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Florida Winter 2022-2023


JLM

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4 hours ago, JLM said:

Depends on what you mean by significant. GFS is showing upper 30's at minimum at the moment. This could very easily change, but right now im not overly concerned. Its too far out still to know for certain how cold it may get.

The average high in Pensacola on 3/11 is about 70F, with the average low being somewhere around 52F. 6-8 degrees below average wouldnt be terrible. 

I know it's just one model run of the operational, but still 👀 everything has been trending ever so slightly colder on more recent runs.

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Just suddenly had a random memory. The last week of March 2014 we had temps around or just below freezing in the FL Panhandle. I remember being quite worried about my citrus which were right in the process of opening flower buds. I covered them the best I could (the trees were smaller then), and if I remember correctly the cold temps were just moderate enough that there was practically no damage and the flowers were undamaged. However I think there was some frost and it did get somewhere around 31-32 deg F at my location.

Frustratingly, Wunderground has severely cut back on their weather station history data, and if you try to look at weather history for Destin, Niceville, or Crestview, it automatically defaults to the Pensacola NAS station for weather data (which must be in quite a warm microclimate as it has much warmer temperatures than what Niceville or Crestview have with temps almost more similar to Destin). It only shows 41 as being the ultimate low on the coldest day. Pensacola, FL Weather History | Weather Underground (wunderground.com)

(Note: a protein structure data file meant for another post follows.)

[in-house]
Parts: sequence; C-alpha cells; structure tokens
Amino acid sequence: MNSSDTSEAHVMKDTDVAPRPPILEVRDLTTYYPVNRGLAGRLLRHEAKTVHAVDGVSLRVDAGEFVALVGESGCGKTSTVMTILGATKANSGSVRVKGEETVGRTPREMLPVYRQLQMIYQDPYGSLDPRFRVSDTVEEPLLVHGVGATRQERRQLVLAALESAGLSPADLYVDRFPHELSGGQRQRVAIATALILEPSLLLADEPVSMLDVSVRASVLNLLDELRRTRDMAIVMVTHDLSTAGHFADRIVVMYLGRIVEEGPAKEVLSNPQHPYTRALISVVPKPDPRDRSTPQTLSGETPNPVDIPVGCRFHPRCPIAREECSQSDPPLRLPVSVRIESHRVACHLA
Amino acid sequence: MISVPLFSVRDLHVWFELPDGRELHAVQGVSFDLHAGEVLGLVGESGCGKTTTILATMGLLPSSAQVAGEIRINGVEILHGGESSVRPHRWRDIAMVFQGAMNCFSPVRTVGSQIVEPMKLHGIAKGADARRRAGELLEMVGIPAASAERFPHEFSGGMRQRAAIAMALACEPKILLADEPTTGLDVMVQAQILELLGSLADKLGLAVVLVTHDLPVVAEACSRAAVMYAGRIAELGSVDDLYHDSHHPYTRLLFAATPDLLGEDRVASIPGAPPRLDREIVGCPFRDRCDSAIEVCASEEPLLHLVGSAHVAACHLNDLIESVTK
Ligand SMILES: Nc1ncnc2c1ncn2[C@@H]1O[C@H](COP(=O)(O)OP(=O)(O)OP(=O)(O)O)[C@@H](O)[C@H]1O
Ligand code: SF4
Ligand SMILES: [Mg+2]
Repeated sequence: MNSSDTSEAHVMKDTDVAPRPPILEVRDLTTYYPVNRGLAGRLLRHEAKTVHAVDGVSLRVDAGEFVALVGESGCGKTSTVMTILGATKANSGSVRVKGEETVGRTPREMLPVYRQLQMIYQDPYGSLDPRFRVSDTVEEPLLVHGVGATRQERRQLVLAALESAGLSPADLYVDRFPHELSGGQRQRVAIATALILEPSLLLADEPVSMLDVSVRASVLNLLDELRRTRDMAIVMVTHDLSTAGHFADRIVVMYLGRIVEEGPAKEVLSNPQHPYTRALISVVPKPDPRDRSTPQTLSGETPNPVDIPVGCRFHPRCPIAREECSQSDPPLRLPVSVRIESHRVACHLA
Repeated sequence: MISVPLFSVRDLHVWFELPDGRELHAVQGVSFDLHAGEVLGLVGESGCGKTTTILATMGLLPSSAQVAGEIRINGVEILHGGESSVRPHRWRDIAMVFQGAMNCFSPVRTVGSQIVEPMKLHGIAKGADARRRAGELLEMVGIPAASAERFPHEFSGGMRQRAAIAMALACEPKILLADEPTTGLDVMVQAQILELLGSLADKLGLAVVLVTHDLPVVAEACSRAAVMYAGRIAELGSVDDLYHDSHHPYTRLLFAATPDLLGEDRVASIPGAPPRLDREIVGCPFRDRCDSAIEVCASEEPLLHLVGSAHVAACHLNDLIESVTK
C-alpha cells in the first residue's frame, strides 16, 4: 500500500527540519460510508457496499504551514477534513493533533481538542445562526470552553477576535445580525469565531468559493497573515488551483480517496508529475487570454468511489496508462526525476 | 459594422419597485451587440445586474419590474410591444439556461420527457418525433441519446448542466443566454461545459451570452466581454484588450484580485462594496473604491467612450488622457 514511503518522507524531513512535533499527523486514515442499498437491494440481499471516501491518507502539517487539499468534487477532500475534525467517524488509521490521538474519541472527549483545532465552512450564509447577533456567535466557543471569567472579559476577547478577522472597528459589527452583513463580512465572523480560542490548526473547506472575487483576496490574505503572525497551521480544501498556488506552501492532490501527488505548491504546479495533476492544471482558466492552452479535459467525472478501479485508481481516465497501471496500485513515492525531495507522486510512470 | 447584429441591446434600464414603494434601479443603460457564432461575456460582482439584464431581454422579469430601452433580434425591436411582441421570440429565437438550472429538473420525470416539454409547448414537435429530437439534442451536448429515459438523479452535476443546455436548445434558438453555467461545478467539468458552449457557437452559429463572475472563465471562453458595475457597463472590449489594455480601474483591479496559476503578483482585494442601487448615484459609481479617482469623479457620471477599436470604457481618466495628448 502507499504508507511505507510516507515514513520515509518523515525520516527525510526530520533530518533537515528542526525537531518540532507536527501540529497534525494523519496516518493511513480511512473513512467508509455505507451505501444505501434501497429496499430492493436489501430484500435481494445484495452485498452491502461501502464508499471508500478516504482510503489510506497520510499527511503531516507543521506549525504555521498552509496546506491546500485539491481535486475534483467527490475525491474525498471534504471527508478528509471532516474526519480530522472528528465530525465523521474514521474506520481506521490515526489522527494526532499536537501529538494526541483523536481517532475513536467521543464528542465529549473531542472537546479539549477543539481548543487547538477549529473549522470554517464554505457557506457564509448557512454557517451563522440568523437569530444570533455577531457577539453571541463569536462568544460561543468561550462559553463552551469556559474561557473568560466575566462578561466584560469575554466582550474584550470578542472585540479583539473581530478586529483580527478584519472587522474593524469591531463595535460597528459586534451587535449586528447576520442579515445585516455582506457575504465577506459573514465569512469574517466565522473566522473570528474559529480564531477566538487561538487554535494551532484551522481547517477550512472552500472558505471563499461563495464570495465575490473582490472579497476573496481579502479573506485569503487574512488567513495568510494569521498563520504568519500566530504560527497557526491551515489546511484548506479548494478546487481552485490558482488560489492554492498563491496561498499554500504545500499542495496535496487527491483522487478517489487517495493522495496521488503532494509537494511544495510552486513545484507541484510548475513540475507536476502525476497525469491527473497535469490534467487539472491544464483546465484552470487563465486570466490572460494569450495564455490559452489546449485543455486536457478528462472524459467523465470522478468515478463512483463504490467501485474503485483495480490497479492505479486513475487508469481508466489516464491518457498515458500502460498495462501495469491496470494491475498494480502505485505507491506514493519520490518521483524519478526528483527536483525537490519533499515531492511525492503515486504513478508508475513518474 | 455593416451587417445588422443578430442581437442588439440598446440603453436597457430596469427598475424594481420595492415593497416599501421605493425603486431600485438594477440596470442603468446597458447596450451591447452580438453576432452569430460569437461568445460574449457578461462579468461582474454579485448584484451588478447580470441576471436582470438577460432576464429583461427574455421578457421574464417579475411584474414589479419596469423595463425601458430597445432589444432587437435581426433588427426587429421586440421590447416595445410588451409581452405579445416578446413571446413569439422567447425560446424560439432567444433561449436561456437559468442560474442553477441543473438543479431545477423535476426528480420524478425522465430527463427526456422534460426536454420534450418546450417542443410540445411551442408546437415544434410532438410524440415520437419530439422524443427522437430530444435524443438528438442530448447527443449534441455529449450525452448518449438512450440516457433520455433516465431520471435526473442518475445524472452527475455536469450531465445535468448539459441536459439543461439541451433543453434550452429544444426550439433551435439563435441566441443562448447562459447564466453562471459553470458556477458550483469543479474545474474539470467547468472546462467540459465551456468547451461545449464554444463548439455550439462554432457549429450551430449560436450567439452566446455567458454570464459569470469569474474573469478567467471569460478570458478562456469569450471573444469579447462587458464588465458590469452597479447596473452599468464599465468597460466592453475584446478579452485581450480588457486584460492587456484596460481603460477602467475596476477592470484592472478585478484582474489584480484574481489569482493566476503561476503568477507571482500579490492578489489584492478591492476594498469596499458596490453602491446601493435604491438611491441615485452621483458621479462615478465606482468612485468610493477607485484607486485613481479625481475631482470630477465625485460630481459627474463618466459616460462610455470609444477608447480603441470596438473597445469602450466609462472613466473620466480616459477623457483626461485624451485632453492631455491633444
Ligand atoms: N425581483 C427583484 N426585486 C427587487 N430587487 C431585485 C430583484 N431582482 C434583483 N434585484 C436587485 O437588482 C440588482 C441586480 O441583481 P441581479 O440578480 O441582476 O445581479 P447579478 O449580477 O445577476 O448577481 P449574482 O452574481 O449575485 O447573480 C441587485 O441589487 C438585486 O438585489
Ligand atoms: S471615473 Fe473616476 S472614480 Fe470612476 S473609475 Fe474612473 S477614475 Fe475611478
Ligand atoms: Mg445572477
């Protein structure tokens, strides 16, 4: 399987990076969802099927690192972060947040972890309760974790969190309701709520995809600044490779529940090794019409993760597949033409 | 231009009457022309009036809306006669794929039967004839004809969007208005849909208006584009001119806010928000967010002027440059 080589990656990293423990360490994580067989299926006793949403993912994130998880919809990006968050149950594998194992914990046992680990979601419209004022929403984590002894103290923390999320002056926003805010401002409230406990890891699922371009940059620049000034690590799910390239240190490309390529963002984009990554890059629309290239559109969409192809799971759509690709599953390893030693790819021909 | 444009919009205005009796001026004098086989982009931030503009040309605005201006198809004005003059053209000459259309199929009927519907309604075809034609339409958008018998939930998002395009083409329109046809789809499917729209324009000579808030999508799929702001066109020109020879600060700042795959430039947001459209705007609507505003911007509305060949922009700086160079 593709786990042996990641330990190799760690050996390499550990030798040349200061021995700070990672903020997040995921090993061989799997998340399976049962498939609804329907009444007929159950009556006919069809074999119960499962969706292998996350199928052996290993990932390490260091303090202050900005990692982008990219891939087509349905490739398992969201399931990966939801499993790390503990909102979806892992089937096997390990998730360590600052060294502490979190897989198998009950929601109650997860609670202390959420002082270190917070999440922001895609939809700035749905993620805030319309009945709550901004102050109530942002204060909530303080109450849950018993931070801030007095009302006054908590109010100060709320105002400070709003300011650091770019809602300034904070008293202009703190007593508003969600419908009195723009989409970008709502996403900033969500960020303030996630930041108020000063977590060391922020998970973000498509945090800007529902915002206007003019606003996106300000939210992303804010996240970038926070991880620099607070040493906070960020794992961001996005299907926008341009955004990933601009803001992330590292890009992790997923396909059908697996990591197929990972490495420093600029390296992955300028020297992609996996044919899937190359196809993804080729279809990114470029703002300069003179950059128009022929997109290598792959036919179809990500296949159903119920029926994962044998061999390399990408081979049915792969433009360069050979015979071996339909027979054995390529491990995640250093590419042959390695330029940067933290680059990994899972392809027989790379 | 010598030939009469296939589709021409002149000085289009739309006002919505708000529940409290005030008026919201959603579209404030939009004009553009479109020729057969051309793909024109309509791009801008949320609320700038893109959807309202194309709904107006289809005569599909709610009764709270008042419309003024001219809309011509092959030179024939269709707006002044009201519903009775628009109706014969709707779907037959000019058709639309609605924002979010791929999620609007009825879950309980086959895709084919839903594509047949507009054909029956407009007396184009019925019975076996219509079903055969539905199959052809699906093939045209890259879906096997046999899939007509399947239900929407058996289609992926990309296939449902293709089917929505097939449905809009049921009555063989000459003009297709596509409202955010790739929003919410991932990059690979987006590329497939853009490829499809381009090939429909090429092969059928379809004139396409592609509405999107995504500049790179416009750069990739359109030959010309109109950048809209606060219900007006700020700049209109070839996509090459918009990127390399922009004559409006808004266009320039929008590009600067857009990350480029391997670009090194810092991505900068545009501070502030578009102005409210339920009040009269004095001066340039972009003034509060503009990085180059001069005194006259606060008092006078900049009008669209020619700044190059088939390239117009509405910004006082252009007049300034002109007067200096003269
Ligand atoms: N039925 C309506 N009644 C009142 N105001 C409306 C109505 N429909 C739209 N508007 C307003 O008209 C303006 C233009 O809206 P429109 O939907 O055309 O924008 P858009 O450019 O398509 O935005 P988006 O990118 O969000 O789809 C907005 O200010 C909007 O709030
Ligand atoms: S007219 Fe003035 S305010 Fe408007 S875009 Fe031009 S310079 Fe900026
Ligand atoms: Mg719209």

I finally was able to find the Dothan station (which roughly has more similar temps to Crestview and Niceville (probably Milton as well) being in a non-microclimate location (not close to moderating bodies of water). These temps were more what us in non-microclimate areas experienced during this event.

Shows a low of 33 deg on March 26th. Dothan, AL Weather History | Weather Underground (wunderground.com)

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5 hours ago, Matthew92 said:

Just suddenly had a random memory. The last week of March 2014 we had temps around or just below freezing in the FL Panhandle. I remember being quite worried about my citrus which were right in the process of opening flower buds. I covered them the best I could (the trees were smaller then), and if I remember correctly the cold temps were just moderate enough that there was practically no damage and the flowers were undamaged. However I think there was some frost and it did get somewhere around 31-32 deg F at my location.